Jason Bahr--Composer

Dr. Jason Bahr is an Assistant Professor of Music Composition and Theory at Florida Gulf Coast University in Fort Myers, FL.

Jason Bahr (b. 1972, Kansas City, KS) B.M. University of Missouri-Kansas City; including study at Kingston University in London, England; M.M., D.M., Indiana University-Bloomington. He has studied with Samuel Adler, Claude Baker, David Dzubay, Eugene O'Brien, Don Freund, Kevin Jones, James Mobberley and Gerald Kemner. He is currently an Assistant Professor of Music Theory and Composition at Florida Gulf Coast University. Bahr has also served on the faculties of Ohio Wesleyan University, Mississippi State University, Cottey College and the University of Oklahoma. Bahr has received over 250 performances of his works, including performances in 34 states and twelve foreign countries. He was a finalist for the 2nd International Frank Ticheli Composition Contest for band music (2009) for Anderson’s Animals, a recipient of a MacDowell Colony Residency (2006), a Fromm Foundation commission (2005), has won the Northridge Prize for Orchestral Composition (2005) for Golgotha, third prize in the Renee B. Fischer Piano Competition (2003), Region V winner in the SCI/ASCAP Competition (2002), the Cambridge Madrigal Singers Choral Composition Competition (1999) with Psaume 1, and annual ASCAP awards since 1998. Commissions include Mysteries of Light (violin and piano) for the Fromm Foundation, Brevard Invocation (timpani and horn) for the Mountain Chamber Players, Soliloquy (English horn) for Krista Riggs, When We Are Going (treble choir, violin and organ) for Theresa Spencer, Strikes and Resonance (marimba) for Grant Braddock, and Tipping Point (alto sax and piano) for the Mississippi Music Teachers Association. When not composing, Bahr frets over his student loan debt and the fate of the Kansas City Royals. SDG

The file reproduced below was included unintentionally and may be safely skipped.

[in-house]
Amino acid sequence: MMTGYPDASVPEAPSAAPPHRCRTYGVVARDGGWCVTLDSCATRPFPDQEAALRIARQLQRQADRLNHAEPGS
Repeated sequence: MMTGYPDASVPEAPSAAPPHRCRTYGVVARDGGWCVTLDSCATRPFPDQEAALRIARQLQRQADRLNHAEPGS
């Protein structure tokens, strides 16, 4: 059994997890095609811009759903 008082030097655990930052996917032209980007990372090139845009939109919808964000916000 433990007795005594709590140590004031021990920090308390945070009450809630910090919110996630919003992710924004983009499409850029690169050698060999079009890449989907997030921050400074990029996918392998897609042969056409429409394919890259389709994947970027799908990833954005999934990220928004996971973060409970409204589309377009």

For more sound clips, check out https://soundcloud.com/dr-jason-bahr.

For information on other works, go to www.jasonbahr.com.


A Sight in Camp (from Symphony No. 2)
This work is my response to the Iraq War. It is meant to reflect on the personal loss that such large-scale tragedies inflict. This poem by Whitman brings into focus the individual stories that result from the evil that is war. The work opens with the orchestra alone presenting two series of chords. The first is in a very high register, the second with the lower instruments. The choir enters with a hazy, polyphonic web based around a four-note motive. This is meant to evoke the sense of the early morning in the fog of war. This section reaches a climax when the speaker in the poem first views the bodies of the dead soldiers. The next section reflects on the three men as a group. This features women and men separately, commenting on the fallen soldiers. When Whitman’s text focuses on the men individually the voices move together in a homophonic style. This section features the series of chords (from the opening), meant as a tender reflection on lost comrades. When the focus turns to the third soldier, the orchestra presents the chords in the low register, but this gives way to ethereal awe. This leads into the same uncertain haze as the opening. This time the section climaxes not in the discovering of the bodies of the soldiers, but that Christ Himself is dead. The sentiment of the music turns angry at this realization. War is so evil and repugnant it is like killing Christ again. This work is the second movement of my Symphony No. 2, a work in progress. Each movement is a setting of a Whitman poem that reflects on different aspects of war.